Curriculum

The curriculum of the IMPRS consists of scientific/technical courses, soft-skills and transferable skills courses, and internal workshops.

Summer Semester 2021

Stochastics, Correlations and Memory in Physics

Roland Netz (FU)

Theoretical concepts to deal with stochastic, correlation and memory effects in nanoscale- and bio-physics systems (liquids, proteins, organisms) will be introduced and discussed.  These concepts will be applied to experiments that probe the motion of particles or organisms, the structure and spectroscopic properties of liquids and chemical or conformational transitions. Concepts will be explained in the lectures, detailed theoretical derivations will be presented in handouts that will be discussed in the tutorial. Analytical theory will be compared with numerical approaches and simulations. The exam will take place in terms of a homework that can be chosen from the different topics covered in class.
- Brownian motion in liquids and complex systems
       classical Brownian theory
       stochastic theory for financial and meteorological time series data
       motion of living organisms
       environmental memory effects, aging
       normal and anomalous diffusion
- Central limit theorem, equipartition theorem, deviations from Gaussian distributions on the nanoscale
- Correlations in interacting liquids
       Ornstein-Zernike theory, classical density functional theory, scattering functions
- Rare events, non-linear effects
       barrier crossing events
       chemical reaction kinetics in liquids
       protein folding
- Spectroscopy
       harmonic damped oscillator
       anharmonic effects
       homogeneous versus inhomogeneous line broadening
       spectral life times
- Non-equilibrium systems
       approach to equilibrium
      stationary non-equilibrium systems
 

Please contact Prof Netz to register for the course. The course will be online. The tutorial to this course takes place Thursdays from 2pm to 4pm, starting on April 22, 2021.

 

Cell biology for life scientists

Ralph Graef (Uni Potsdam, Biology)

Please contact Prof Ralph Graef to register for the course.

The course is delivered in form of a podcast.

 

Introduction to Applied Statistics, Part I

Angelo Valleriani (MPIKG)

Statistics is a must-needed set of tools in experimental sciences. In almost every study, methods from statistics are necessary and their justification is required for a good level publication. Despite the availability of a number of powerful and sophisticated software, it is not always obvious what analysis approach is needed in any particular case if one does not have an introductory level background in the matter. This compact course will cover a few of the fundamentals in statistics.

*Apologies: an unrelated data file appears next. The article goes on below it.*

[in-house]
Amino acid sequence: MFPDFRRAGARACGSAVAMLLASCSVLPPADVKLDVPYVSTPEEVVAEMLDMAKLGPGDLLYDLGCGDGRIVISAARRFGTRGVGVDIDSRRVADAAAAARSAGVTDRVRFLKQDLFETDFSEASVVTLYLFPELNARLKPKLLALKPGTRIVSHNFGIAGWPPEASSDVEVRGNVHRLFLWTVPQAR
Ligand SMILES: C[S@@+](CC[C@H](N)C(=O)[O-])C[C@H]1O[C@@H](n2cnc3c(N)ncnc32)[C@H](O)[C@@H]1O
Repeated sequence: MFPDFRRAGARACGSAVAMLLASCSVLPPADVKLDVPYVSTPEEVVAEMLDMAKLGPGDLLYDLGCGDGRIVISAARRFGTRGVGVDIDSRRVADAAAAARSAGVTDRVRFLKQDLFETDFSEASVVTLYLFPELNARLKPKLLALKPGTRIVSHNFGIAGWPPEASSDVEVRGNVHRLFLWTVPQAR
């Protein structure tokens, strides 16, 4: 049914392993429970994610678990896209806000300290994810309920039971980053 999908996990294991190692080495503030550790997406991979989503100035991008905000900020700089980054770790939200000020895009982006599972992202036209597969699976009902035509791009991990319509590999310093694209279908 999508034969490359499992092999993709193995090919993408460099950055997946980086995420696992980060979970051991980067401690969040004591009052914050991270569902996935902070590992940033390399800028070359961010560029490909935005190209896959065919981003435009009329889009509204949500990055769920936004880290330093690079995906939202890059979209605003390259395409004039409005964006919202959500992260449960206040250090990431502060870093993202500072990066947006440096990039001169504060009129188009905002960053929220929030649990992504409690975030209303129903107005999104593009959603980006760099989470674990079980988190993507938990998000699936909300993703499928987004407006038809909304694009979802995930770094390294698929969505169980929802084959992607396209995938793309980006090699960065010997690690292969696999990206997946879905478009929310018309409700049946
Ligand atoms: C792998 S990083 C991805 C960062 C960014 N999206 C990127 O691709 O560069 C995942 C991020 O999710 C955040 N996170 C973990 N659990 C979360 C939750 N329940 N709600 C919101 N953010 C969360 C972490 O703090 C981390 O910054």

The course will start with a summary of probability theory. In a second part we will move on to cover methods for estimating means and proportions by defining and computing confidence intervals. In a third part we will discuss methods for hypothesis testing for means and proportions using rejection region, p-value and confidence interval approaches. The tools discussed in the class will be the most used ones in everyday work with experimental data (including z-test, t-test). The course won't refer to any particular software but people used to work with any given software are welcome to use it in order to solve the exercises.
 
Everyone interested is welcome to join. This course will be available online only and will be delivered live in a compact form, for three days in the row, five hours per day around end of April. Registration to attend this course is compulsory at this side:

https://statistics.mpikg.mpg.de/
 
 
 

Introduction to Applied Statistics, Part II

Angelo Valleriani (MPIKG)

Statistics is a must-needed set of tools in experimental sciences. In almost every study, methods from statistics are necessary and their justification is required for a good level publication. Despite the availability of a number of powerful and sophisticated software, it is not always obvious what analysis approach is needed in any particular case if one does not have an introductory level background in the matter.
 
This course builds on the previous course (Part I) but people with some knowledge of statistics can still take this course without having attended Part I.
 
This course will start with a summary of probability theory for bivariate distributions. We will explore maximum likelihood methods. Move on into simple linear regression, ANOVA and tests for contingency tables. If time will allow it, we will explore a few numerical approaches like permutation tests and bootstrapping.
 
The course won't refer to any particular software but people used to work with any given software are welcome to use it in order to solve the exercises. Most exercises and solutions provided with this course are written in python and will be available as well together with the lecture notes.
 
Everyone interested is welcome to join.
This course will be delivered live, online only.
The first lecture will take place on May 5, 2021.
Each lecture will be 1.5hrs with little breaks.

Meeting Information

Meeting link:
https://mpi-kg.webex.com/mpi-kg/j.php?MTID=m09b3574f5cdd2d0d2d7e24ad266377cd
Meeting number:
152 033 2283
Password:
He9mmEAwD79
Host key:
472722
 
 

Physical chemistry of colloids and interfaces

Volker Strauss (MPIKG)

The contents is rather fundamental with a focus on nanoparticles.

Please contact Dr Volker Strauss to register for the course.